11. Gavin

    Glad I looked over this. I’d heard that Win7 did it automatically, but didn’t realize that it was schedule-based, not idle-based. Turns out it was at a time that I never had the computer awake at (I only leave it on overnight one day a week for backups/virus scans).

  12. Linux_Lover

    I would just also add one more thing concerning after-market defragmenting utilities. The finest I’ve seen yet is Diskeeper. It runs real-time rather than needing to be scheduled periodically and it’s seamless on all of the systems I run it on. It runs in the background and doesn’t bog down my machine, nor does it require that I “fire and forget” the defrag routine and make me walk away from my system while it does it’s thing. I highly recommend it!! You can find out more at http://www.diskeeper.com.

  13. rroberto18

    Question: Since performing a defrag can overwrite files, does it render System Restore less likely to operate? My Win 7 System Restore is no longer able to restore to a given point and I wonder if a recent defrag is the reason.

  14. C12ASH

    @legycsapo Try a free program called Soluto. It focuses on speeding your boot time.

  15. Brent

    Yeah somewhere I learned solid state drives (noting particular attention if you use sd cards (for data backup), can have a shortened life span when rewritten thousands of times, hence one good reason not to defrag them as that obviously rewrites data). So don’t set one up as a page-file either!

  16. Keith

    Ha! I wanted to write a long reply and when I started to I realized that Linux_Lover basically said it all (correctly). I’m also a computer business owner and support his message 99%. The only reason there is 1% missing is because Linux isn’t quite there yet. Ubuntu and Mint are looking better by the day, but they are still not nearly user-friendly enough. Sadly, I don’t think they ever will be, but that’s fodder for another discussion.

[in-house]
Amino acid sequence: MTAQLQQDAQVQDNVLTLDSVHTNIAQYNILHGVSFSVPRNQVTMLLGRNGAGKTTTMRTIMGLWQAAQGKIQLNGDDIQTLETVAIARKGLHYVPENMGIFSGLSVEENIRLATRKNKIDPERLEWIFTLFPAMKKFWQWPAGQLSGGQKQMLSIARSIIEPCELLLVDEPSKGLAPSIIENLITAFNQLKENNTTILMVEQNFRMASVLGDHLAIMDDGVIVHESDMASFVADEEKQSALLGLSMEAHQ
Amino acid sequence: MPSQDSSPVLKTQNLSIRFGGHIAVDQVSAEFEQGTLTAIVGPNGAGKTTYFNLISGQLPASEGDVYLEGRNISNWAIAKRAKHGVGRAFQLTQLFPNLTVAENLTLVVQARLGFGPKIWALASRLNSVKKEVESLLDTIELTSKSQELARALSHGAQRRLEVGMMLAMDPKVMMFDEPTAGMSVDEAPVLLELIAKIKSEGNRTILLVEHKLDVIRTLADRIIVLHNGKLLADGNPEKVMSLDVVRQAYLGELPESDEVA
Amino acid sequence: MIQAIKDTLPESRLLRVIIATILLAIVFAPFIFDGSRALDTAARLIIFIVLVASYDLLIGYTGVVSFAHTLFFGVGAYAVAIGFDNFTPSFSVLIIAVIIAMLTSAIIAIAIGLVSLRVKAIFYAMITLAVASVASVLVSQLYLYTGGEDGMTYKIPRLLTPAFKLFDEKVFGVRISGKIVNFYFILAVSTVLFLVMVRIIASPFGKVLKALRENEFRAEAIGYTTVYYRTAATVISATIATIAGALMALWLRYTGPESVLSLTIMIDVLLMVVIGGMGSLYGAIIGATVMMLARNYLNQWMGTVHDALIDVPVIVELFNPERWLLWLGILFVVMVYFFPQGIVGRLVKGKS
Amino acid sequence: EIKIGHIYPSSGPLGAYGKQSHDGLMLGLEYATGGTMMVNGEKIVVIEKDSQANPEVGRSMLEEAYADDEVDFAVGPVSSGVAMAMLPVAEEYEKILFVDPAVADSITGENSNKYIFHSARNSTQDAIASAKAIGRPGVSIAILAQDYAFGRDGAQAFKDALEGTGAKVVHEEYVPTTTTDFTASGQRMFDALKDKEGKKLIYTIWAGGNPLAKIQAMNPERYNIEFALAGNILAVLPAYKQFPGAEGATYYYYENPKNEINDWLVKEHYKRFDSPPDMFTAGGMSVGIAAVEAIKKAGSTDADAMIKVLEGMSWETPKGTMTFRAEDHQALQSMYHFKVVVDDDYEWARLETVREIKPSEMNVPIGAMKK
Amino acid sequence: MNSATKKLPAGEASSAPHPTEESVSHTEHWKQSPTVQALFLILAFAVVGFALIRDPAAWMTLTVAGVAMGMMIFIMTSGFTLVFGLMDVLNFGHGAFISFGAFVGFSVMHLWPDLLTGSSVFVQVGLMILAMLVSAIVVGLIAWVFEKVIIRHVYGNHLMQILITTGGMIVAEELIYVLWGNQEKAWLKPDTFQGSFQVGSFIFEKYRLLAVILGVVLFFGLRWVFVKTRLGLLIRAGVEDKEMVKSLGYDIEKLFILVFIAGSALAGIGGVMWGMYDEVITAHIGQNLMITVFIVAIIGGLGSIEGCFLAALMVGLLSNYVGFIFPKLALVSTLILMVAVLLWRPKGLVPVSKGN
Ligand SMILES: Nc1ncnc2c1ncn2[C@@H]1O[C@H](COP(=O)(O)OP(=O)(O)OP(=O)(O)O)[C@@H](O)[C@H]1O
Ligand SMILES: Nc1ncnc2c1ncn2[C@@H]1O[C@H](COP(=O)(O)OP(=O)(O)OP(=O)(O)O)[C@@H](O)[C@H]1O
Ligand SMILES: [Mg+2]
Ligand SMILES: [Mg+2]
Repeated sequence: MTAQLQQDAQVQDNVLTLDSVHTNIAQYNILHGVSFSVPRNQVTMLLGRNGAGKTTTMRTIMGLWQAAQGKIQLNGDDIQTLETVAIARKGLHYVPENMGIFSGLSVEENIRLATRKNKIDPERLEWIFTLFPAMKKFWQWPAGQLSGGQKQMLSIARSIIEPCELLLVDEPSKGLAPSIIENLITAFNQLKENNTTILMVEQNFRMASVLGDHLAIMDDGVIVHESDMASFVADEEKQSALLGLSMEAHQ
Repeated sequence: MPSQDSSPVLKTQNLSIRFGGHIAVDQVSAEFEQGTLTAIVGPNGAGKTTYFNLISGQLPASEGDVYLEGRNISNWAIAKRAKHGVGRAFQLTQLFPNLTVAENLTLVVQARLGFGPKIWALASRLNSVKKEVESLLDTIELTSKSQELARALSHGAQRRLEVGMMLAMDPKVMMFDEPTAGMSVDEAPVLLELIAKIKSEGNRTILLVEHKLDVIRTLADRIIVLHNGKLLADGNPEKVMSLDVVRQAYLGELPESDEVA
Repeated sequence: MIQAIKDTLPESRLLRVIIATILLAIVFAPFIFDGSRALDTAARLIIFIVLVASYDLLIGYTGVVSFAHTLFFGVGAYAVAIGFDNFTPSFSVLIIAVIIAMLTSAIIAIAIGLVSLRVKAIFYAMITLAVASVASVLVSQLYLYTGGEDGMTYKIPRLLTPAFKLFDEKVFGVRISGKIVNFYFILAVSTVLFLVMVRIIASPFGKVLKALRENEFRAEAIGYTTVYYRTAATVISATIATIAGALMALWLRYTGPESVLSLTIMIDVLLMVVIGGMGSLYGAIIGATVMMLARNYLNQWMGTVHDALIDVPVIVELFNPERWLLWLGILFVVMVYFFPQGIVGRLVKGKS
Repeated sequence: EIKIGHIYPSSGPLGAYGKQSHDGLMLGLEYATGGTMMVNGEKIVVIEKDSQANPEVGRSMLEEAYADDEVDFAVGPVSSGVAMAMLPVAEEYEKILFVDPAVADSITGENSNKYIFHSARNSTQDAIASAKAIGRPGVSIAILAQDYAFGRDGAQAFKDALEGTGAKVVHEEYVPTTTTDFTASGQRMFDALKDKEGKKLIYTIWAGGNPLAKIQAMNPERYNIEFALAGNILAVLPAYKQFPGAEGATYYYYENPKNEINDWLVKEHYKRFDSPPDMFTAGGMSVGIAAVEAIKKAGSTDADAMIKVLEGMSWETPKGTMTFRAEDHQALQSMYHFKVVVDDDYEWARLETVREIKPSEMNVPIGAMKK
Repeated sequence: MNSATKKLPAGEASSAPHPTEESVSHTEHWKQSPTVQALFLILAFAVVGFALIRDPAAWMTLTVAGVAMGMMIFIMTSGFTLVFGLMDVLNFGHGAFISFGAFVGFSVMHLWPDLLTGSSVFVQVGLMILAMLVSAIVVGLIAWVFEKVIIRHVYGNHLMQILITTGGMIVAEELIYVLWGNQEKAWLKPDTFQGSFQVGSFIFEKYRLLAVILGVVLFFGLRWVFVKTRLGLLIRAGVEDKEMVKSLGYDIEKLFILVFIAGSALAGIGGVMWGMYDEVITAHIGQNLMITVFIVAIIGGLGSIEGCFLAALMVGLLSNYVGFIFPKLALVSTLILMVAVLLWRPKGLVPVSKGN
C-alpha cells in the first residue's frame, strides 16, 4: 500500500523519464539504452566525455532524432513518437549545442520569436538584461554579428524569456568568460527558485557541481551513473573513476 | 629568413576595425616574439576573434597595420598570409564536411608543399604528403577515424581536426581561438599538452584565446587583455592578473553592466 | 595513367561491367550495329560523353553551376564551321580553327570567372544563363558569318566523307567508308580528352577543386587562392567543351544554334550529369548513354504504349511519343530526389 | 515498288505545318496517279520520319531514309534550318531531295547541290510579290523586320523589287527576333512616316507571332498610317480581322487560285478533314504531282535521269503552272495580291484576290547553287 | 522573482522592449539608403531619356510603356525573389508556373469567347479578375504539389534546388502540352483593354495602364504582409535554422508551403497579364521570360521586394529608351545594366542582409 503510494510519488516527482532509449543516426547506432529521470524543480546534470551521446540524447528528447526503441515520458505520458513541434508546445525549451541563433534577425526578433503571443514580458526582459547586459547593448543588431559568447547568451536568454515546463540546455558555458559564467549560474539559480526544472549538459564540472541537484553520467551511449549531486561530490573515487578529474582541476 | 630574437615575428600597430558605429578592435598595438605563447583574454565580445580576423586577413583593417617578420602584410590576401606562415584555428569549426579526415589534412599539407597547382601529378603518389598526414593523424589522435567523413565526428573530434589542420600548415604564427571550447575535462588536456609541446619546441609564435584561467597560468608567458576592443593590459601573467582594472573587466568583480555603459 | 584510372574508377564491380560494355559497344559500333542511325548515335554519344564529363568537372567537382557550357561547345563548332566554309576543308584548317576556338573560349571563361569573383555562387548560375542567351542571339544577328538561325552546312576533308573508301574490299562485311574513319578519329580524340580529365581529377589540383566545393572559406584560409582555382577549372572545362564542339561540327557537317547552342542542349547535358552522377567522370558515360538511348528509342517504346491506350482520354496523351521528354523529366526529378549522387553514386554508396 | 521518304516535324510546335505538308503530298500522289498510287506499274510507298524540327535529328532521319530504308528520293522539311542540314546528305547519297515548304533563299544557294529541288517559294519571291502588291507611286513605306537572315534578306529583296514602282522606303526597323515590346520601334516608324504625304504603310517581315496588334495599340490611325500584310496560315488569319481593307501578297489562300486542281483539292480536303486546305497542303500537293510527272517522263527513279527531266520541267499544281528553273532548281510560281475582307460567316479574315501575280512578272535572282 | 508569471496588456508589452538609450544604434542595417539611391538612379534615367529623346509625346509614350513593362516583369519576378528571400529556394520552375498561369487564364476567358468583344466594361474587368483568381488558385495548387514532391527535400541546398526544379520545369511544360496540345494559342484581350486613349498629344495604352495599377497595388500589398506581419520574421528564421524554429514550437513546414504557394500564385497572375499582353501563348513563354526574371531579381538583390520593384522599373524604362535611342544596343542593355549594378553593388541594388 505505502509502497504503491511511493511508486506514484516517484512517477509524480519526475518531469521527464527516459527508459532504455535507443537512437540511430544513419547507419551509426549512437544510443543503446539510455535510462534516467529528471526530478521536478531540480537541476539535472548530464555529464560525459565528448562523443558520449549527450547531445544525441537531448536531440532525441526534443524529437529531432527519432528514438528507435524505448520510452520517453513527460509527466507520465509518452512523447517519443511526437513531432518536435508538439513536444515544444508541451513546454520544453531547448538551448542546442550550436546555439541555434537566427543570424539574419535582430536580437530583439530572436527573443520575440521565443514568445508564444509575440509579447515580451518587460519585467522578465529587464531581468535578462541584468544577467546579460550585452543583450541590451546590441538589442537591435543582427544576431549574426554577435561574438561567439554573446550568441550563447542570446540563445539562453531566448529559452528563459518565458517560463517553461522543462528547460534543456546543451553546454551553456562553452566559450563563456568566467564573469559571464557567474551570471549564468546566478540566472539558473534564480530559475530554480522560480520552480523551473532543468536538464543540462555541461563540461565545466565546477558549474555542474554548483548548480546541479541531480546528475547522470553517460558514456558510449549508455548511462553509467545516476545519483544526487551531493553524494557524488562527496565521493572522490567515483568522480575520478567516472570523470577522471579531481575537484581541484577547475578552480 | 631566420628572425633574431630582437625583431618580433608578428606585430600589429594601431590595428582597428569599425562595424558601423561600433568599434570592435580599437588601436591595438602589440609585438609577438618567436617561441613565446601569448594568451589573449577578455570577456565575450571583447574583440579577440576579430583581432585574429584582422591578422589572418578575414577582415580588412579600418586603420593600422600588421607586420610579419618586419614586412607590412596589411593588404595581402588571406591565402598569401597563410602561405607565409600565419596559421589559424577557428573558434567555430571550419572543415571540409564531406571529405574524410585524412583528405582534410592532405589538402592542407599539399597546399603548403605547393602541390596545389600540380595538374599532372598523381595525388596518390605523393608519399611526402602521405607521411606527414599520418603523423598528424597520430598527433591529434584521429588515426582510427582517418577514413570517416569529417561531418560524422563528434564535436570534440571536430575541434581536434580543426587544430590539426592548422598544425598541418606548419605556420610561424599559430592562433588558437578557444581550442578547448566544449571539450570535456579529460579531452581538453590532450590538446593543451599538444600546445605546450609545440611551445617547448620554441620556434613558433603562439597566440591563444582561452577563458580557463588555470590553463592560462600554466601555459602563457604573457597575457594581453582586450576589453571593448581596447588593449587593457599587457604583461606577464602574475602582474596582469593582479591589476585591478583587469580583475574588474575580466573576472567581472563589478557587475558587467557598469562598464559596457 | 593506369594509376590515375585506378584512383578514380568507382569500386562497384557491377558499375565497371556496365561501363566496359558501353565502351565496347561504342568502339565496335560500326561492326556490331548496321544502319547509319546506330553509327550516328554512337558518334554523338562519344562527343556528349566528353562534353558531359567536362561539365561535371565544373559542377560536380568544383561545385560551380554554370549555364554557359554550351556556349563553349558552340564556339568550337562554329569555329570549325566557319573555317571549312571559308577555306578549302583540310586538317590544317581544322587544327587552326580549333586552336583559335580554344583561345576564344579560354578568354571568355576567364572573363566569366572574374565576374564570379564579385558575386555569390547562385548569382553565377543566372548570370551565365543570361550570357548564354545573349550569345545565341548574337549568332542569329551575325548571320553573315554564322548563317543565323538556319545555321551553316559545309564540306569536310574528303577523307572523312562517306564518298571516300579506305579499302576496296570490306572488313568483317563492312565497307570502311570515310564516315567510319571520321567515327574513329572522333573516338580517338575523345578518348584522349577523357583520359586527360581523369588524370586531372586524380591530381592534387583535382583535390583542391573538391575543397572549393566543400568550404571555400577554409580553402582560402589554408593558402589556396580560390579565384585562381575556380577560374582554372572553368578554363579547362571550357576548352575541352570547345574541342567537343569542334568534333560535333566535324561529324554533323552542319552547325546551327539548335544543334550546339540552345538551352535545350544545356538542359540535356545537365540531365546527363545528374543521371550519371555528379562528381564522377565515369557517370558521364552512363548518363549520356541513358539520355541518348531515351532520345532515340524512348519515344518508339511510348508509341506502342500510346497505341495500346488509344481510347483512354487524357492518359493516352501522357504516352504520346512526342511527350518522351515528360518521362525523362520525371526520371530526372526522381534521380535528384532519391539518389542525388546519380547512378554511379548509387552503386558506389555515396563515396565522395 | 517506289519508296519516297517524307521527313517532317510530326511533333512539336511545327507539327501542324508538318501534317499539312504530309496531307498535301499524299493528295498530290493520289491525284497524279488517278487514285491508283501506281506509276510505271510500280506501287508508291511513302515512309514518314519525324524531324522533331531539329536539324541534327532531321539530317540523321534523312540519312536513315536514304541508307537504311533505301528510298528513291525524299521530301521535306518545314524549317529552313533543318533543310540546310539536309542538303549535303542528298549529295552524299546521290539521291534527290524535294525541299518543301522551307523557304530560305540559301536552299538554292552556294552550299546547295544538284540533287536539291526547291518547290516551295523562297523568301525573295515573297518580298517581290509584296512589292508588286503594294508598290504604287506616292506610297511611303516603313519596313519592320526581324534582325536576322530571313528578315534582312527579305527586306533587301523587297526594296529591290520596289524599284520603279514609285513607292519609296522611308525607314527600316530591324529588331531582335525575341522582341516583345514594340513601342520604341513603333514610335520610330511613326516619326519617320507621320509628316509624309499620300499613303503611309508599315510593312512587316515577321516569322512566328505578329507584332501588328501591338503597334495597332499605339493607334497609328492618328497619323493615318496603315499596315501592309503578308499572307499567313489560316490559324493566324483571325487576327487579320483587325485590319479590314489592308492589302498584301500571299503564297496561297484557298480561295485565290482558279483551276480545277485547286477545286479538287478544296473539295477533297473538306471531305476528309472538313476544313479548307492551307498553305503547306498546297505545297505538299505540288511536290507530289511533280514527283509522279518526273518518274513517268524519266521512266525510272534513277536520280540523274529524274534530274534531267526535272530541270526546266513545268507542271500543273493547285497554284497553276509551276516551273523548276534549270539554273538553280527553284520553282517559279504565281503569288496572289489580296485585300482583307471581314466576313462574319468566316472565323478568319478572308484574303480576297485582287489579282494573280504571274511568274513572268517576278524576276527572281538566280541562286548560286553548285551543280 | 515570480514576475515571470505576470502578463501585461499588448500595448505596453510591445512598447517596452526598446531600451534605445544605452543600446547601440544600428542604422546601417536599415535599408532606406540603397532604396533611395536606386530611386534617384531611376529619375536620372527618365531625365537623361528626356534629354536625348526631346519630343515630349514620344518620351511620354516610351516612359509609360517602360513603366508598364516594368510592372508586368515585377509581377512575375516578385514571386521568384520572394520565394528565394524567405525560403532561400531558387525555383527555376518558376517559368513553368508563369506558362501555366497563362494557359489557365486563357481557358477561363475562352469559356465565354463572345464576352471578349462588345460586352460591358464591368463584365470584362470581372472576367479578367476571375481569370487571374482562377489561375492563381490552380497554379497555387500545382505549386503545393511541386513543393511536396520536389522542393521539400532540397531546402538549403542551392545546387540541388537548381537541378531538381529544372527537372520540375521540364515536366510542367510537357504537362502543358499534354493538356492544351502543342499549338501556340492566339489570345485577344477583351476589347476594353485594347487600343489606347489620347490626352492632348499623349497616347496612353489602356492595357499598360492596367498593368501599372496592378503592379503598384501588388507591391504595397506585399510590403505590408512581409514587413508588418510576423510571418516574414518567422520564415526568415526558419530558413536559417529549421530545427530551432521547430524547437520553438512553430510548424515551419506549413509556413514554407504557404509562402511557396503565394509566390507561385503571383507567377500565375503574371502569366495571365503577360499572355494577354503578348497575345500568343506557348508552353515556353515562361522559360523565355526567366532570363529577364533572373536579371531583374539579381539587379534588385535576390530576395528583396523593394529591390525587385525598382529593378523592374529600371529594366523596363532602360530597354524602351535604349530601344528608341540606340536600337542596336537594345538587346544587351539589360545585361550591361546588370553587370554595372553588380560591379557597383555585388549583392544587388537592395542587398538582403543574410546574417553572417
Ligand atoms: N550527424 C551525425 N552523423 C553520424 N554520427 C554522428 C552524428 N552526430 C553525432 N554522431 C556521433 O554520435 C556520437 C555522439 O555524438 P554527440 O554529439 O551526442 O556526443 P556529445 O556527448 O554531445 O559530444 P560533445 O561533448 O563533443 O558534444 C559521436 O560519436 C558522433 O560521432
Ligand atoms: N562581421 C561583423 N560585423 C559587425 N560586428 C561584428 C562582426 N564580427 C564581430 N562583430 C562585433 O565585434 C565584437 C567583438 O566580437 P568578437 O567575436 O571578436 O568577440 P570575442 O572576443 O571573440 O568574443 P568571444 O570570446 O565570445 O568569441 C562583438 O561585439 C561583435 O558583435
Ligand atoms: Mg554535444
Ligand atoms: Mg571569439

I also wanted to address this quote from the article “Another factor are the giant hard drives in modern computers, which have enough free space that Windows doesn’t have to fragment your files in order to write them to the drive.”

    The amount of free space has no correlation with how Windows writes files in my experience. Perhaps it’s wrong to say “no correlation”, but the take home point is that fragmentation occurs on any NTFS or FAT file system (Windows). The reasons for this are technical and beyond the scope of this comment, but suffice to say that EXT or any other Linux friendly filesystem is going to behave much better and not need defragmenting because it doesn’t fragment in the first place.

    Wayne Riker is right, XP does not deserve to go in the trash bin just yet. It is still the dominant OS and until it is unsupported by MS, it makes absolutely no sense to abandon it or write it off as some crappy relic. So it doesn’t automatically defrag, big deal! Some of us might say that is a blessing and not a curse.;)

  17. Midnight

    I have to agree with Burgman, that Raxco PerfectDisk is better for defragging H/Ds, as the one built in Windows is archaic and to my knowledge, has never been updated to perform as well as some third party Defragging software!

    Now, once the price of SSDs drops to a more reasonable level, we can All buy them and be a happier lot! :)

  18. Keith

    @Linux_Lover

    Diskeeper is awesome, but not free. Would love to put something like that on my client’s computers, but the fee is prohibitive in most cases. The best free one I have found is SmartDefrag. It has optimizations similar to DiskKeeper, but does not run full-time in the background (“fire and forget” as you say). It is far superior to the default Windows Defrag.

    The whole topic is overblown a bit these days though. I defragment my machines pretty sparsely (about every 3-6 months) and I don’t see much difference in performance (As a disclaimer, I’m a HEAVY computer user which means that I use 2 computers about 16 hours a day, sometimes more).

    Basically, I’ve gotten to the point where I can tell if a drive needs it. If it doesn’t need it, then there’s is no point wasting one’s time “setting and forgetting” or paying for a solution that (while frugal) still steals some processor time and memory juice.

  19. shimmer